Man plays a central role as a factor of propagation through his activities, thus promoting a leapfrogging progression, sometimes over very long distances of this disease and often across borders, as shown by the history of the various countries affected since 2007. Apart from the particular cases of Romania in Europe and China, disease management in the domestic reservoir is generally easier to achieve than in wild boar populations. Only the Czech Republic has now been able to effectively control the disease in infected wild boar populations and has recently regained a free status.


Panzootics of highly pathogenic avian influenza

Scoizec Axelle, Cauchard Julien, Mercier Alizé, Falala Sylvain, Niqueux Eric, Schmitz Audrey, Huneau-Salaün Adeline, Le Bouquin Sophie

Several panzootics of highly pathogenic avian influenza (HPAI) linked to A/goose/Guangdong/1/1996 lineage viruses have affected the global poultry industry since 2003. By 2018, these panzootics had already reached nearly 68 countries with more than 500 million dead or culled poultry. Currently, HPAI panzootics are still a very significant risk, as demonstrated by those of 2014-2015 and 2016-2017. The consequences of these are considerable in terms of animal health and of human health due to the potential zoonotic risk, as well as in economic terms due to associated mortality, slaughter and trade restrictions. Through examples of HPAI panzootics, cases of transboundary transmission and the characteristics of the global trade network for live poultry and exporting countries, we present the respective roles and risks of migratory wild birds and live poultry trade in the transboundary transmission of HPAI. The implications of the characteristics of this transmission for the control and prevention of these HPAI panzootics are then presented.


International epidemic intelligence by the Platform for animal health surveillance

Cauchard Julien, Mercier Alizé, Falala Sylvain, Peyrat Marie-Bénédicte, Calavas Didier, Lancelot Renaud, Lambert Yves, Dupuy Céline

In the current context of globalisation and increasing mobility of people, animals and goods, international epidemic intelligence provides a useful tool to anticipate the spread of infectious and emerging animal diseases, whether zoonotic or not. Epidemic intelligence activities are carried out at international level by official organisations (e.g. OIE, European Union) or non-official systems such as ProMED. At national level, some States have set up their own epidemic intelligence system, and for France the Platform for Animal Health Surveillance (ESA Platform) tailors and contextualise the monitoring of animal health threats to fit the needs of metropolitan French territories.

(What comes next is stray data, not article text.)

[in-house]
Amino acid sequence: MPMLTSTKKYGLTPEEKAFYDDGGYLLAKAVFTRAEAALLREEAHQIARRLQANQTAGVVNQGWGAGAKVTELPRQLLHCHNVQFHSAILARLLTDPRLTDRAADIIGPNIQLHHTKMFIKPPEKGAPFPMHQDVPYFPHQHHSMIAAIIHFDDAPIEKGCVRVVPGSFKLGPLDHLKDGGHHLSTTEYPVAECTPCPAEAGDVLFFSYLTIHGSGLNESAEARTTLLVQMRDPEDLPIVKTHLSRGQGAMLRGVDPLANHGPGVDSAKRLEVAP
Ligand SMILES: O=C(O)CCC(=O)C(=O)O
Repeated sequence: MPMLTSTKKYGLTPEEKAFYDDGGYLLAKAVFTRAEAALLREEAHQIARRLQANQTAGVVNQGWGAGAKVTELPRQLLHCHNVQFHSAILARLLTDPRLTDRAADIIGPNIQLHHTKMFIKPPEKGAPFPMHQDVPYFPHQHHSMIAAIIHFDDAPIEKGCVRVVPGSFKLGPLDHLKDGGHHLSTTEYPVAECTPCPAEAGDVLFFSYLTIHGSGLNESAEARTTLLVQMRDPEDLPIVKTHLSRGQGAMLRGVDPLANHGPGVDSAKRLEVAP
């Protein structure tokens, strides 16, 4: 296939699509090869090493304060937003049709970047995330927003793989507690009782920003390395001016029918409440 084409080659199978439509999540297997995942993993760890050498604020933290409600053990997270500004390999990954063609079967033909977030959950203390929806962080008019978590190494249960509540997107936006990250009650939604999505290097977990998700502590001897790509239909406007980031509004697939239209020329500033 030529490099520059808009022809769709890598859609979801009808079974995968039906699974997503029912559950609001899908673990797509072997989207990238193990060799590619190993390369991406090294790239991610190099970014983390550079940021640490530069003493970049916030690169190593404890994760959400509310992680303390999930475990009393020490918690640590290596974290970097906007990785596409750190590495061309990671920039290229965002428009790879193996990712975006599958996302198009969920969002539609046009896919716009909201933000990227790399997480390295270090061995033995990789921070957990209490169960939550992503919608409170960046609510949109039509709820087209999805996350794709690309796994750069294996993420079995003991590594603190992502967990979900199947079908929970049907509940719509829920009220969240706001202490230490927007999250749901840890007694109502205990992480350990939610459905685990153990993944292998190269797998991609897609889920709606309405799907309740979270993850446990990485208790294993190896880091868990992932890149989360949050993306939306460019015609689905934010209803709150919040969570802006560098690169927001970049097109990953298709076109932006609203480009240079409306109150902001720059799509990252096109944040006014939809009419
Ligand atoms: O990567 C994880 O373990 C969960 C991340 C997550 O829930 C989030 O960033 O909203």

All category 1 health hazards identified by French authorities are closely monitored by the French epidemic intelligence system (FEIS), along with a few other diseases of economic interest. The FEIS relies on a network of national and international experts to provide validation and context to the detection and analysis of animal health threats. The FEIS has been particularly active in recent years with the emergence in Europe of lumpy skin disease, highly pathogenic avian influenza viruses and African swine fever. It faces challenges in data heterogeneity, in terms of both format and type of source. The FEIS has developed data collection and analysis tools such as a model that estimates the spread rate of diseases and an automated data collection tool that collects unofficial information from the Internet. These tools improve the early detection and monitoring of alert signals in order to better anticipate and manage animal health threats.


Transboundary animal diseases: Securing entries and international actions

Angot Jean-Luc

The agents responsible for transboundary animal diseases and their possible vectors are moving more and more easily and rapidly around the world. Securing entries is therefore essential, alongside the crucial actions of prevention, surveillance and control in the countries at the source, to conduct within an international framework.


Control measures taken to fight against a transboundary animal disease: The African swine fever example in France and in Belgium

Gerbier Guillaume, Linden Znnick, Licoppe Alain, Desvaux Stéphanie, Rossi Sophie

Through recent experiences of Belgium - infected in September 2018 - and France - still free from the disease in September 2019 - this article address the contrasted situations, the efficiency of the various prevention and control measures implemented to control African swine fever after a focal introduction (awareness campaigns, controls, active search and collect of wild boar cadavers, depopulation of wild boars, fences).


Biosecurity in farming: example of African swine fever

Delsart Maxime

Biosecurity is not a new topic in pig farms, but with the increasing risk of African Swine Fever (ASF), biosecurity measures must be put in place with an obligation of means and results in accordance with the decree published on the 16th October, 2018 concerning biosecurity measures applicable to French pig or wild boar farms. The most important aims of the biosecurity measures to be implemented are to prevent direct contact between farm pigs and wild boar, indirect contamination via equipment, vehicles, men, pests or domestic animals and, of course, to ban the consumption of contaminated feed by pigs. A designated and trained biosecurity person, specific to each farm, must put in place a biosecurity plan for the farm, including a zoning and a traffic plan. If animals can access an outdoor area, a double fence must stop wild boars from entering the area and also prevent nose-to-nose contact between farmed pigs and wild boars.




Emergence of serotype 4 blue tongue virus in mainland France

Pandolfi Fanny, Calavas Didier, Grandcollot-Chabot Marie, Mollaret Estelle, Bréard Emmanuel, Sailleau Corinne, Zientara Stephan, Dion Françoise, Garin Emmanuel, Tourette Isabelle, Viarouge Cyril, Vitour Damien, Zanella Gina, Bronner Anne